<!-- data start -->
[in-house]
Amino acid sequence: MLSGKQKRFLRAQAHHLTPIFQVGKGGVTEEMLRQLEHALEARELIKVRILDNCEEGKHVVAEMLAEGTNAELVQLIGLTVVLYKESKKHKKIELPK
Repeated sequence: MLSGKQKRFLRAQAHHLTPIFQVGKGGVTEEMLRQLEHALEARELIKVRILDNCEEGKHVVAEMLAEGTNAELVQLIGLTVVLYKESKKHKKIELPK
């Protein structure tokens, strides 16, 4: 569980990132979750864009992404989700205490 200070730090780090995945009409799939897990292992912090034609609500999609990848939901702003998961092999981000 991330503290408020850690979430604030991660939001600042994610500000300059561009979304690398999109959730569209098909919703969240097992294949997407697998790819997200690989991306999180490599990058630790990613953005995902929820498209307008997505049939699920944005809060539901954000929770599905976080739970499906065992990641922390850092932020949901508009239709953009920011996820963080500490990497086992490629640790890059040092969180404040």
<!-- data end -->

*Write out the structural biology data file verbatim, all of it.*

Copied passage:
[in-house]
Amino acid sequence: MLSGKQKRFLRAQAHHLTPIFQVGKGGVTEEMLRQLEHALEARELIKVRILDNCEEGKHVVAEMLAEGTNAELVQLIGLTVVLYKESKKHKKIELPK
Repeated sequence: MLSGKQKRFLRAQAHHLTPIFQVGKGGVTEEMLRQLEHALEARELIKVRILDNCEEGKHVVAEMLAEGTNAELVQLIGLTVVLYKESKKHKKIELPK
């Protein structure tokens, strides 16, 4: 569980990132979750864009992404989700205490 200070730090780090995945009409799939897990292992912090034609609500999609990848939901702003998961092999981000 991330503290408020850690979430604030991660939001600042994610500000300059561009979304690398999109959730569209098909919703969240097992294949997407697998790819997200690989991306999180490599990058630790990613953005995902929820498209307008997505049939699920944005809060539901954000929770599905976080739970499906065992990641922390850092932020949901508009239709953009920011996820963080500490990497086992490629640790890059040092969180404040």